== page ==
The high level beauty industry is one of the most competitive and challenging segments of the personal care market segment. As such, firms like Estee Lauder Companies Inc. (NYSE:EL), The Procter & Gamble Company (NYSE:PG) and Sally Beauty Holdings Inc. (NYSE:SBH) are under constant pressure to override their competitors. Avon Products Inc. (NYSE:AVP) is no stranger to this scenario, with over 100 years of trajectory in the cosmetics industry. The multilevel marketing company is the world’s largest direct seller of female products, with 6 million active representatives in over 65 countries worldwide. The sales combination of beauty, fashion and home goods has helped this company establish itself domestically and internationally as a strong market competitor. However, the last few years have put a strong halt on the company’s profitability and management changes have shifted gears on this beauty firm’s route, causing investment guru Ray Dalio (Trades, Portfolio) to sell out his shares.
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- AVP 15-Year Financial Data
- The intrinsic value of AVP
- Peter Lynch Chart of AVP
What Once Was, No Longer Is
Avon has had a rough few years, and the world’s largest direct seller that was once the most popular beauty product supplier is now facing some serious and very necessary changes. Although it still generates $10.7 billion in revenue, the trend since 2011 has been negative. This is due to several factors, but one of the most important ones is the firm’s past lack of investment in technology, which has put it at a competitive disadvantage. Therefore, Avon’s management decided last year that an additional $150 million to $200 million incremental spending would help revitalize the company’s technology department. The beauty firm also spent another $150 million to build a state-of-the-art distribution site in Cabreuva, Brazil, which will ship over 70% of Brazil’s overall product volume. It’s also meant to improve productivity via automated systems and advance order picking technology.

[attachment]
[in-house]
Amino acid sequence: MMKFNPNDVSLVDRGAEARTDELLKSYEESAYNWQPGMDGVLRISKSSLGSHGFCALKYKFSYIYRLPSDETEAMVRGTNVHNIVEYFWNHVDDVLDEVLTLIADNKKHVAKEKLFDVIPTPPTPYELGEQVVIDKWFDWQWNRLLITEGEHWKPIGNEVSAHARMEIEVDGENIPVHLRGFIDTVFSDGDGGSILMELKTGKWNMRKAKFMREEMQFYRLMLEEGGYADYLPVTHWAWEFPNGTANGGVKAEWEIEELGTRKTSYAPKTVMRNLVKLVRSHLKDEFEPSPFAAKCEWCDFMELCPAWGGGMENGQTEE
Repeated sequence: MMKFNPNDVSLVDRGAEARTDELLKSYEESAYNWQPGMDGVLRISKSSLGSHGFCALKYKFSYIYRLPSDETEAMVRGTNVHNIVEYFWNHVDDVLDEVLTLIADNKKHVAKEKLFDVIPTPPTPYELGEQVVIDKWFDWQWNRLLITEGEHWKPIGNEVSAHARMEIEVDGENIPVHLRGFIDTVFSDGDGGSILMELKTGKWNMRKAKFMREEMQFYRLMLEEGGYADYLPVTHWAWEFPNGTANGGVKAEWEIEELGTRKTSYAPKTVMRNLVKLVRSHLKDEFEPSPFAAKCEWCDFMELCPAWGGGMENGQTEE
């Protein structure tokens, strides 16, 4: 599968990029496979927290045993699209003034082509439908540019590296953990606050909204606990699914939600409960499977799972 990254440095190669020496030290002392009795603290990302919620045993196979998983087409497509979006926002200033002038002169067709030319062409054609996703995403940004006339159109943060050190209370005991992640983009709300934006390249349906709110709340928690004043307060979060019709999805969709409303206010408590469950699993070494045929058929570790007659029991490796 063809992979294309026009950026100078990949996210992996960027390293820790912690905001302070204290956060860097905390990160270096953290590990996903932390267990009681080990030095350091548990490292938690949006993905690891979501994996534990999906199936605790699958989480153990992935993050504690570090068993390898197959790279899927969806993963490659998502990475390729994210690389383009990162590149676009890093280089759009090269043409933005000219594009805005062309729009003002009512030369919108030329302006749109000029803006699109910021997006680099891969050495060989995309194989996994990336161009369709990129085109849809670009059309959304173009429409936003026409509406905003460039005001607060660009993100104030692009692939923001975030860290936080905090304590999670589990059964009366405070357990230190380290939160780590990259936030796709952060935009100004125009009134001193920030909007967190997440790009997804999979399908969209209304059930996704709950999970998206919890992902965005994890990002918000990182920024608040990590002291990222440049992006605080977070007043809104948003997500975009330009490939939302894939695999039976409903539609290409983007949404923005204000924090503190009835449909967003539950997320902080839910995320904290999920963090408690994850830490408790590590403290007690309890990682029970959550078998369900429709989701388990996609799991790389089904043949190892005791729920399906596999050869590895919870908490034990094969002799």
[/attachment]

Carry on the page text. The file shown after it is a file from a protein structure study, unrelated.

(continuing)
But technology isn’t Avon’s only issue. The company’s overexpansion has unfortunately caused it more problems than benefits, and it’s now looking to cut losses in regions like South Korea and Vietnam, in order to focus resources on highest-return countries. In fact, the aim for 2016 is to reduce costs by a radical $400 million, an ambitious, but realistic goal. However, the sale of Silpada (acquired by Avon in 2010 for $650 million) for merely $85 million, was a good effort to cut losses, but raised the company’s debt even further and dropped returns on capital by 20%, leaving it at a current 14.7%. This downward trend is expected to continue in the next years, and will reach 10% by 2022.
This company’s asset-light direct selling model was originally effective for entering developing markets, since its growth did not require infrastructure of any kind. Nevertheless, web-based tools for representatives, enterprise resource planning systems and superior supply chain management have become crucial to service these markets today, all of which Avon has yet to develop. In addition to this, the firm’s multilevel marketers in emerging nations have presented some issues by not selling exclusively Avon products. Order delays and mix-ups have also caused frustration among customers, leading them to switch to other beauty product providers.
The firm’s significant international presence, which reels in 85% of total revenues, puts it at an additional risk, given unfavourable foreign currency translations and economic or political instability. The Venezuelan government, for example, devalued its currency in February 2013, and if it chooses to restrict companies’ pricing decision, Avon could face severe profit losses (14% operating profits derive from Venezuela). The beauty giant’s ongoing investigation related to potential violations of the Foreign Corrupt Practices Act is yet another bump in the road. And given that the company’s $12 million settlement offer was rejected, a much larger penalty is to be expected when the case closes. With a downward spiking operating margin of 2.90% (fiscal 2008 reported 12.50%) and negative EBITDA growth of -22.60%, I feel very bearish about Avon’s future, at least in the short term.
Disclosure: Patricio Kehoe holds no position in any stocks mentioned.